2.5. Confounders

Consistent with previous research [5,12,13,14,15,17,18,19,20,21,22], we included the following potential confounders at baseline: gender, age, educational level, ethnic background and cohabitation status. Information on gender, age and ethnic background was collected from registry data, whereas the information on other aspects was self-reported. Educational level was divided into low (1–10 years of education), medium (11–14 years of education) and high (≥15 years of education). In relation to ethnic background, a person was defined as Danish if he or she had at least one parent with Danish citizenship. Cohabitation status was categorized either as living with a partner or not living with a partner.
Multimorbidity was categorized as 0, 1, 2, 3 or 4+ long-term conditions at baseline (i.e., diabetes, hypertension, CVD, COPD, osteoarthritis, rheumatoid arthritis, osteoporosis, cancer, mental illness, and slipped discs or other back injuries).
We also included four self-reported measures of health behaviour—smoking, alcohol consumption, physical inactivity and unhealthy diet. Respondents who answered that they smoked on a daily basis were classified as smokers. Respondents were asked how many alcoholic drinks per week they normally drank. High-risk alcohol consumption (yes/no) was categorized in accordance with the Danish Health Authority’s recommendations, i.e., more than 21 drinks weekly for men and 14 drinks for women. Respondents were classified as physically inactive if, during a typical week, they were not physically active on at least one day for a minimum of 30 min. Dietary habits were assessed using the validated Diet Quality Score [32], which classifies diet quality (unhealthy vs. healthy) in relation to cardiovascular risk.

2.6. Statistical Data Analysis

Register data on respondents and non-respondents were used to construct a weight to account for differences in selection probabilities and response rates. This was done by Statistics Denmark, using a model-based calibration approach [33]. Data were weighted to represent the population in the Central Denmark Region.
Cox regression analyses were used to examine if the two health literacy variables were predictors of all-cause mortality during a six-year follow-up period. Outcomes were expressed as hazards ratios (HRs). Survival time was measured in days from the date of invitation to participate in the survey (1 February 2013) to the date of death, emigration or the end of follow-up (30 April 2019) (right censoring), whichever occurred first. Completeness of follow-up on mortality was 99.5% (156/29,473 respondents emigrated).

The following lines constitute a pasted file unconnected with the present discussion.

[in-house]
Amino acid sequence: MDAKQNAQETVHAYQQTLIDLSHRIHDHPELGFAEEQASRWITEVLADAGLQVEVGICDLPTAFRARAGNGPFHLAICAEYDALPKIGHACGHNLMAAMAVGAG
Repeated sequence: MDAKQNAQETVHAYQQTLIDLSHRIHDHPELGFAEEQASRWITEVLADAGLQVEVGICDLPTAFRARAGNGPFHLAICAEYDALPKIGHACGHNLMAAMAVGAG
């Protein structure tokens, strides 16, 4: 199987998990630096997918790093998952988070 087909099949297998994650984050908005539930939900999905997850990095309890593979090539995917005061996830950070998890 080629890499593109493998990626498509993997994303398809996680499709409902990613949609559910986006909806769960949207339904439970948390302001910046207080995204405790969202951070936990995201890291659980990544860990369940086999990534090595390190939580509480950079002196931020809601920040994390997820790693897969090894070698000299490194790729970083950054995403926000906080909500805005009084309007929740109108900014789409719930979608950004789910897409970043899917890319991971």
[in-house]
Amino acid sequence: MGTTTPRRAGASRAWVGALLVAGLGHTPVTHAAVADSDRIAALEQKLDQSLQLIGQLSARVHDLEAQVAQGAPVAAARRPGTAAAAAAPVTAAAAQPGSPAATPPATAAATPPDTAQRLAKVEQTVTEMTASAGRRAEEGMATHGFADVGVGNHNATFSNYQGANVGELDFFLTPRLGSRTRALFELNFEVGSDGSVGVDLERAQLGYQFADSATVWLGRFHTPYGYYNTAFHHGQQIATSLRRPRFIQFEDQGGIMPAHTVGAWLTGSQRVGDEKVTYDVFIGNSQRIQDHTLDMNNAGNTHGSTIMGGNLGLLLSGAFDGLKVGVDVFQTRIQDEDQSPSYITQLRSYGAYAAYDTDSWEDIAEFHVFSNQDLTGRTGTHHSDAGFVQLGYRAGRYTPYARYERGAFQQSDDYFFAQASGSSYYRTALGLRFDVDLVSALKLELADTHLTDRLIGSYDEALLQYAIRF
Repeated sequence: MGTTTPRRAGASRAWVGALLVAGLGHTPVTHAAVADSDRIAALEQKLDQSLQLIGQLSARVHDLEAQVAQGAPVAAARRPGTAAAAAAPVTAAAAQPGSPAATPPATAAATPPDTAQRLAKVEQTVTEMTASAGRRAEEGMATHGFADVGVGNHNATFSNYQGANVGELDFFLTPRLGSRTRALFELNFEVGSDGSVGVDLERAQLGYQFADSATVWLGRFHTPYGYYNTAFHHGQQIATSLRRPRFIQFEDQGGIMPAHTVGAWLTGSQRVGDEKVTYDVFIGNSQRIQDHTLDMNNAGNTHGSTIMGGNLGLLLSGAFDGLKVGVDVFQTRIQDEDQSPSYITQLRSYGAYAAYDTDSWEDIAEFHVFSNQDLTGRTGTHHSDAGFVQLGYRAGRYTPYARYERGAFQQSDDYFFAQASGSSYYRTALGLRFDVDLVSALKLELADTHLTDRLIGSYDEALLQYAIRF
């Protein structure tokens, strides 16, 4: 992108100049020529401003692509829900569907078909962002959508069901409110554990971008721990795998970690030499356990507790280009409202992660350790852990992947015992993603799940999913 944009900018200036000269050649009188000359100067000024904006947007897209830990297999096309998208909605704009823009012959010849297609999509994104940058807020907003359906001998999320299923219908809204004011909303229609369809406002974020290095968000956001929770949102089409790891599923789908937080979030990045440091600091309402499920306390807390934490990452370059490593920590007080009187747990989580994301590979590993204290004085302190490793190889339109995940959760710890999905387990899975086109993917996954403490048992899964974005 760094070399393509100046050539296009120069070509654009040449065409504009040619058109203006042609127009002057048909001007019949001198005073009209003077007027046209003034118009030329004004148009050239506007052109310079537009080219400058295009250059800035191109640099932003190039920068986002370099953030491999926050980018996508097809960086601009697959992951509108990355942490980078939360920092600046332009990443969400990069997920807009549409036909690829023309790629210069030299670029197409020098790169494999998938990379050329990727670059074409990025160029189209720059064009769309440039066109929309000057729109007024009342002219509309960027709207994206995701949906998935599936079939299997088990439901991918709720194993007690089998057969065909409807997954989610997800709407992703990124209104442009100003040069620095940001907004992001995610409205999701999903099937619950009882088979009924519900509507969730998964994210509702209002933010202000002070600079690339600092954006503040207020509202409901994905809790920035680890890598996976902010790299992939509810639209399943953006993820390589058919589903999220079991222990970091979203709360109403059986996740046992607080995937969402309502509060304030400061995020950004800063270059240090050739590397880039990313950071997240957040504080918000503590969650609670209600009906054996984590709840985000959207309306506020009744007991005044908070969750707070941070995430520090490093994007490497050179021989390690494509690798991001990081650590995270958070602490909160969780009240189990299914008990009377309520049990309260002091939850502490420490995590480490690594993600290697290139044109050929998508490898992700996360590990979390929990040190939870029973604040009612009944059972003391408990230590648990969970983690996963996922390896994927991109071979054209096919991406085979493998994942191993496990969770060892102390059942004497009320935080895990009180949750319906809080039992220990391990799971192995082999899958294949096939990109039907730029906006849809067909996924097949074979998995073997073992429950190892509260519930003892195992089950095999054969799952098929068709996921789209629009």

Regression models were conducted at the general population level and for each of the four long-term condition groups. Model 1 displays unadjusted HRs. Model 2 was adjusted for gender, age, educational level, ethnic background and cohabitation status at baseline. Model 3 was adjusted for the same variables as in model 2 plus self-reported multimorbidity. Finally, model 4 was adjusted for the same variables as in model 3, plus health behaviour. Individuals who found it easy to understand information about health or engage actively with healthcare providers were the reference groups in all of the analyses. STATA version 15 was used for all analyses.

3. Results

The mean age of the sample was 52.1 years (SD = 16.3), and the gender distribution was equal (Table 1). In total, 2389 (7.5%) reported CVD, 1214 (3.9%) reported COPD, 1685 (5.5%) reported diabetes and 1577 (6.4%) reported a mental illness. The mean age was lowest among individuals with mental illness (48.1 years) and ranged from 63.6 years to 66.1 years in the three other chronic condition groups. The vast majority of individuals with one of the four long-term conditions also had additional long-term conditions. Compared to the general population, the percentage of individuals who found it difficult to understand information about health or actively engage with healthcare providers was markedly higher in all of the four long-term condition groups.
In the general population, 6.7% died during the six-year follow-up period (Table 2). The percentage was markedly higher in individuals with CVD (21.3%), COPD (26.3%) and diabetes (18.7%), whereas the mortality rate in individuals with mental illness (7.2%) did not differ from that of the general population.